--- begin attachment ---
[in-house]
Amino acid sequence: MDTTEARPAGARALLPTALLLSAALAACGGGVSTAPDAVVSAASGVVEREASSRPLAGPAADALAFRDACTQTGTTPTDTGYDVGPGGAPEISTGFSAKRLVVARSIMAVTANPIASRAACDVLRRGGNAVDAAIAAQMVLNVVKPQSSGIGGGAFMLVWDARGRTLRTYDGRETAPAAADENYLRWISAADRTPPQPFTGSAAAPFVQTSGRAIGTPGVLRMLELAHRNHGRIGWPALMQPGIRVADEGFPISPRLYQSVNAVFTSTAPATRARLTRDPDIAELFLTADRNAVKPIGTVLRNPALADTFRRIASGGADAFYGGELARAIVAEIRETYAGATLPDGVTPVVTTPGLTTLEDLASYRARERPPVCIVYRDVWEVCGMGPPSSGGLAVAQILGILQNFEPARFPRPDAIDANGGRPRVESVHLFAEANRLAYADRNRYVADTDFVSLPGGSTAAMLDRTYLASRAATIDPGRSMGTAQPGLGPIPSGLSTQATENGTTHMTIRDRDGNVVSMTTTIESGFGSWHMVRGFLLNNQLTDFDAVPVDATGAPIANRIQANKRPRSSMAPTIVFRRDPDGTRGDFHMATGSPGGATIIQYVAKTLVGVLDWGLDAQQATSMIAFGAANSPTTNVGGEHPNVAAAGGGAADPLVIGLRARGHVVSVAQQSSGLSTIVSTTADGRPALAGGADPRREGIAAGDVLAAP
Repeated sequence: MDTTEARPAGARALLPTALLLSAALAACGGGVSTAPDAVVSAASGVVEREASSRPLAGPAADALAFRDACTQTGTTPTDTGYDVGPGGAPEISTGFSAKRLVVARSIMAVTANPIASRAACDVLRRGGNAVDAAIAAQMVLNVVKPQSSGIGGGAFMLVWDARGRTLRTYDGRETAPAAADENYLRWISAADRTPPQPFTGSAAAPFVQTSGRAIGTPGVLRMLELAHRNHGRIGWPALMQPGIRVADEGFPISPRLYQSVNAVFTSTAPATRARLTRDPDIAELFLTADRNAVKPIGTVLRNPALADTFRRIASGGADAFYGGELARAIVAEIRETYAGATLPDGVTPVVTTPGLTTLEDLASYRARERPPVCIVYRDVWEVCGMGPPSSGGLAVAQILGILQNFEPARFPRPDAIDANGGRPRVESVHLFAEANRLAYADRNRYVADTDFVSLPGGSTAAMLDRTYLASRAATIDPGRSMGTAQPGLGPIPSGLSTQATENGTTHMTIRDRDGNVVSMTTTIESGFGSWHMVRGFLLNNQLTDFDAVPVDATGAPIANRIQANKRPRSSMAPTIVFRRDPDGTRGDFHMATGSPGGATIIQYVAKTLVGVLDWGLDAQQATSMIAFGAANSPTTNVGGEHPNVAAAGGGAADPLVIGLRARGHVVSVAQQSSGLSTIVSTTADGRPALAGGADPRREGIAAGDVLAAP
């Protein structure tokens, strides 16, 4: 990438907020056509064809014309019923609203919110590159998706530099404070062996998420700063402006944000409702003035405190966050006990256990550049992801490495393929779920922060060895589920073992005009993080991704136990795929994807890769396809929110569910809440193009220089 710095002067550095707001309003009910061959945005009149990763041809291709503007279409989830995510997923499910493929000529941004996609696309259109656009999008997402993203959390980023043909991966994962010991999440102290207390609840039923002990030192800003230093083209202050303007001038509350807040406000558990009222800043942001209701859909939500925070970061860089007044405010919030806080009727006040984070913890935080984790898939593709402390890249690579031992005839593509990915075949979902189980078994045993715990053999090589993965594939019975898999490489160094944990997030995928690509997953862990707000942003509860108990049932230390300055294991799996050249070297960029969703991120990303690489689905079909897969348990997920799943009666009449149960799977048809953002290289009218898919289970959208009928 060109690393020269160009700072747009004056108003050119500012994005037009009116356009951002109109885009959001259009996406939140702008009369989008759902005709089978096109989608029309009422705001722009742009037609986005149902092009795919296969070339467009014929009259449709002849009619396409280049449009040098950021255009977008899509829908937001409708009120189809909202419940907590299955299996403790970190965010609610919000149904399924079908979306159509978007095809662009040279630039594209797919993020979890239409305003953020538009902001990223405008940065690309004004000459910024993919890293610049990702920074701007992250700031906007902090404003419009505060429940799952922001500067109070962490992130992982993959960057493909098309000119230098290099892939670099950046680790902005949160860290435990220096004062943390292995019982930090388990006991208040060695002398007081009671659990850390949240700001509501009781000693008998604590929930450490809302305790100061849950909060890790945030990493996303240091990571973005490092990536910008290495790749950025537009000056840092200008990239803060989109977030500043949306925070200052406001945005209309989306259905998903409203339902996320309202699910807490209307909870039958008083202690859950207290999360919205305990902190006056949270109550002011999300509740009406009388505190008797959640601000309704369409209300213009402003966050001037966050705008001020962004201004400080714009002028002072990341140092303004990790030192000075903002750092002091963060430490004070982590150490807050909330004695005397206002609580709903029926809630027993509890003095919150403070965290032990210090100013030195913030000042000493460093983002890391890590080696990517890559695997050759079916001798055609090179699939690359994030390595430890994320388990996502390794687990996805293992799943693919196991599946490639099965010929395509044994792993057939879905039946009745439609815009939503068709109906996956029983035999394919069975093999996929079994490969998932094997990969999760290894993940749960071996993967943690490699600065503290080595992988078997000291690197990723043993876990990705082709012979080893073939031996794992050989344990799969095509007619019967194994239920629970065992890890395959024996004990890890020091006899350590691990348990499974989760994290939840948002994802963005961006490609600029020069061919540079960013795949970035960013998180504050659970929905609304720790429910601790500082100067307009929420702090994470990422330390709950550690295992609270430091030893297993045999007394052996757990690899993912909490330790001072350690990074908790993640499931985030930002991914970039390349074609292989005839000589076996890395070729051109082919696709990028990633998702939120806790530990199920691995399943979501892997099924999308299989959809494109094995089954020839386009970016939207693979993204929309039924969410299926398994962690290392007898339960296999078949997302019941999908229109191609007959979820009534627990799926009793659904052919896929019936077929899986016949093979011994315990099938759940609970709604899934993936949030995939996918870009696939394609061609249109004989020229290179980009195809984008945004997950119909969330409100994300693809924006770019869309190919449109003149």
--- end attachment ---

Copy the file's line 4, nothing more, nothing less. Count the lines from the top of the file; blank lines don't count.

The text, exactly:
């Protein structure tokens, strides 16, 4: 990438907020056509064809014309019923609203919110590159998706530099404070062996998420700063402006944000409702003035405190966050006990256990550049992801490495393929779920922060060895589920073992005009993080991704136990795929994807890769396809929110569910809440193009220089 710095002067550095707001309003009910061959945005009149990763041809291709503007279409989830995510997923499910493929000529941004996609696309259109656009999008997402993203959390980023043909991966994962010991999440102290207390609840039923002990030192800003230093083209202050303007001038509350807040406000558990009222800043942001209701859909939500925070970061860089007044405010919030806080009727006040984070913890935080984790898939593709402390890249690579031992005839593509990915075949979902189980078994045993715990053999090589993965594939019975898999490489160094944990997030995928690509997953862990707000942003509860108990049932230390300055294991799996050249070297960029969703991120990303690489689905079909897969348990997920799943009666009449149960799977048809953002290289009218898919289970959208009928 060109690393020269160009700072747009004056108003050119500012994005037009009116356009951002109109885009959001259009996406939140702008009369989008759902005709089978096109989608029309009422705001722009742009037609986005149902092009795919296969070339467009014929009259449709002849009619396409280049449009040098950021255009977008899509829908937001409708009120189809909202419940907590299955299996403790970190965010609610919000149904399924079908979306159509978007095809662009040279630039594209797919993020979890239409305003953020538009902001990223405008940065690309004004000459910024993919890293610049990702920074701007992250700031906007902090404003419009505060429940799952922001500067109070962490992130992982993959960057493909098309000119230098290099892939670099950046680790902005949160860290435990220096004062943390292995019982930090388990006991208040060695002398007081009671659990850390949240700001509501009781000693008998604590929930450490809302305790100061849950909060890790945030990493996303240091990571973005490092990536910008290495790749950025537009000056840092200008990239803060989109977030500043949306925070200052406001945005209309989306259905998903409203339902996320309202699910807490209307909870039958008083202690859950207290999360919205305990902190006056949270109550002011999300509740009406009388505190008797959640601000309704369409209300213009402003966050001037966050705008001020962004201004400080714009002028002072990341140092303004990790030192000075903002750092002091963060430490004070982590150490807050909330004695005397206002609580709903029926809630027993509890003095919150403070965290032990210090100013030195913030000042000493460093983002890391890590080696990517890559695997050759079916001798055609090179699939690359994030390595430890994320388990996502390794687990996805293992799943693919196991599946490639099965010929395509044994792993057939879905039946009745439609815009939503068709109906996956029983035999394919069975093999996929079994490969998932094997990969999760290894993940749960071996993967943690490699600065503290080595992988078997000291690197990723043993876990990705082709012979080893073939031996794992050989344990799969095509007619019967194994239920629970065992890890395959024996004990890890020091006899350590691990348990499974989760994290939840948002994802963005961006490609600029020069061919540079960013795949970035960013998180504050659970929905609304720790429910601790500082100067307009929420702090994470990422330390709950550690295992609270430091030893297993045999007394052996757990690899993912909490330790001072350690990074908790993640499931985030930002991914970039390349074609292989005839000589076996890395070729051109082919696709990028990633998702939120806790530990199920691995399943979501892997099924999308299989959809494109094995089954020839386009970016939207693979993204929309039924969410299926398994962690290392007898339960296999078949997302019941999908229109191609007959979820009534627990799926009793659904052919896929019936077929899986016949093979011994315990099938759940609970709604899934993936949030995939996918870009696939394609061609249109004989020229290179980009195809984008945004997950119909969330409100994300693809924006770019869309190919449109003149």